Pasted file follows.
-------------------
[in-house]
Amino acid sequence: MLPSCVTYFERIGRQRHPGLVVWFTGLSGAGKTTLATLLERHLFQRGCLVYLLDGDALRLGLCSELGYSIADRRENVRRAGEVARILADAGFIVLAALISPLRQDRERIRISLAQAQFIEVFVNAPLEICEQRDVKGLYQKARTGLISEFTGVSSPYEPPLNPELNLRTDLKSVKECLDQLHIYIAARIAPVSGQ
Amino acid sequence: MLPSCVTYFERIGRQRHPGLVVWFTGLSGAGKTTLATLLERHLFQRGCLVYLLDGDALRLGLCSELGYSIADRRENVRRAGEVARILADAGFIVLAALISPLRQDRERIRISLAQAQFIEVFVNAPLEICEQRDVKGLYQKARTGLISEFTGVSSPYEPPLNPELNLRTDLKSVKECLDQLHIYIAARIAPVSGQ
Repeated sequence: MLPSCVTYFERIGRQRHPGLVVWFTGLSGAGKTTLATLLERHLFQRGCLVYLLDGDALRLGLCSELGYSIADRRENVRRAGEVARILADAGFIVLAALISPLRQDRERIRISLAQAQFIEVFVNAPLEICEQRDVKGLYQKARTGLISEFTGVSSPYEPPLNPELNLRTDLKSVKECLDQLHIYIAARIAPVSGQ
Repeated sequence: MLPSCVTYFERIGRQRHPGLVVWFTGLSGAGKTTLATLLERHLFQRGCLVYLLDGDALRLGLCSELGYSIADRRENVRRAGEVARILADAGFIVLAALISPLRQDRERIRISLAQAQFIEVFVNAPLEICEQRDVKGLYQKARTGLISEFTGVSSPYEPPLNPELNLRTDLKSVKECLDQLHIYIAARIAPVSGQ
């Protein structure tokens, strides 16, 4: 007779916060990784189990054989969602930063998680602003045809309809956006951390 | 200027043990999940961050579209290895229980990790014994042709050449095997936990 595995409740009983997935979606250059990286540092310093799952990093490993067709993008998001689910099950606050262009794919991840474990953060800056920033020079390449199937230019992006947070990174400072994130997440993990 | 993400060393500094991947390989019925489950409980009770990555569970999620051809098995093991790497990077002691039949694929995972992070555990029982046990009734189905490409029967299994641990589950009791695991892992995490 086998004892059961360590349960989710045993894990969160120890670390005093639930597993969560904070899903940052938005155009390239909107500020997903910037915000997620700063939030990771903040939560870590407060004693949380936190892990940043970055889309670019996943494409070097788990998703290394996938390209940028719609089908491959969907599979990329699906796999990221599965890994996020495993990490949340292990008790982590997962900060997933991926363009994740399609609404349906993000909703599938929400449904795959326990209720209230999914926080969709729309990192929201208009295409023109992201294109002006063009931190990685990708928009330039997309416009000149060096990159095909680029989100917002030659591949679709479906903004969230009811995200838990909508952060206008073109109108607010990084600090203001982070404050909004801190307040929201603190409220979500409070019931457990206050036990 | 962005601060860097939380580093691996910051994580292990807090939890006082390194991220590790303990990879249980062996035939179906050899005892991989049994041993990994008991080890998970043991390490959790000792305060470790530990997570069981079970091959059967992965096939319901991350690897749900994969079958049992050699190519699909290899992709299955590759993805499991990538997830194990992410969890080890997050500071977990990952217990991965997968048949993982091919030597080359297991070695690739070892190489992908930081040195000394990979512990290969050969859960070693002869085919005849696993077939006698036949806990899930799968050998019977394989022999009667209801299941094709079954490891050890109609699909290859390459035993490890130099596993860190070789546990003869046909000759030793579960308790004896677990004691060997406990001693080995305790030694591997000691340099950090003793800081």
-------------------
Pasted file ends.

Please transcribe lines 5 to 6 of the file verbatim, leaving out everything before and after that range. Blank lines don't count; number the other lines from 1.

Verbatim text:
Repeated sequence: MLPSCVTYFERIGRQRHPGLVVWFTGLSGAGKTTLATLLERHLFQRGCLVYLLDGDALRLGLCSELGYSIADRRENVRRAGEVARILADAGFIVLAALISPLRQDRERIRISLAQAQFIEVFVNAPLEICEQRDVKGLYQKARTGLISEFTGVSSPYEPPLNPELNLRTDLKSVKECLDQLHIYIAARIAPVSGQ
């Protein structure tokens, strides 16, 4: 007779916060990784189990054989969602930063998680602003045809309809956006951390 | 200027043990999940961050579209290895229980990790014994042709050449095997936990 595995409740009983997935979606250059990286540092310093799952990093490993067709993008998001689910099950606050262009794919991840474990953060800056920033020079390449199937230019992006947070990174400072994130997440993990 | 993400060393500094991947390989019925489950409980009770990555569970999620051809098995093991790497990077002691039949694929995972992070555990029982046990009734189905490409029967299994641990589950009791695991892992995490 086998004892059961360590349960989710045993894990969160120890670390005093639930597993969560904070899903940052938005155009390239909107500020997903910037915000997620700063939030990771903040939560870590407060004693949380936190892990940043970055889309670019996943494409070097788990998703290394996938390209940028719609089908491959969907599979990329699906796999990221599965890994996020495993990490949340292990008790982590997962900060997933991926363009994740399609609404349906993000909703599938929400449904795959326990209720209230999914926080969709729309990192929201208009295409023109992201294109002006063009931190990685990708928009330039997309416009000149060096990159095909680029989100917002030659591949679709479906903004969230009811995200838990909508952060206008073109109108607010990084600090203001982070404050909004801190307040929201603190409220979500409070019931457990206050036990 | 962005601060860097939380580093691996910051994580292990807090939890006082390194991220590790303990990879249980062996035939179906050899005892991989049994041993990994008991080890998970043991390490959790000792305060470790530990997570069981079970091959059967992965096939319901991350690897749900994969079958049992050699190519699909290899992709299955590759993805499991990538997830194990992410969890080890997050500071977990990952217990991965997968048949993982091919030597080359297991070695690739070892190489992908930081040195000394990979512990290969050969859960070693002869085919005849696993077939006698036949806990899930799968050998019977394989022999009667209801299941094709079954490891050890109609699909290859390459035993490890130099596993860190070789546990003869046909000759030793579960308790004896677990004691060997406990001693080995305790030694591997000691340099950090003793800081």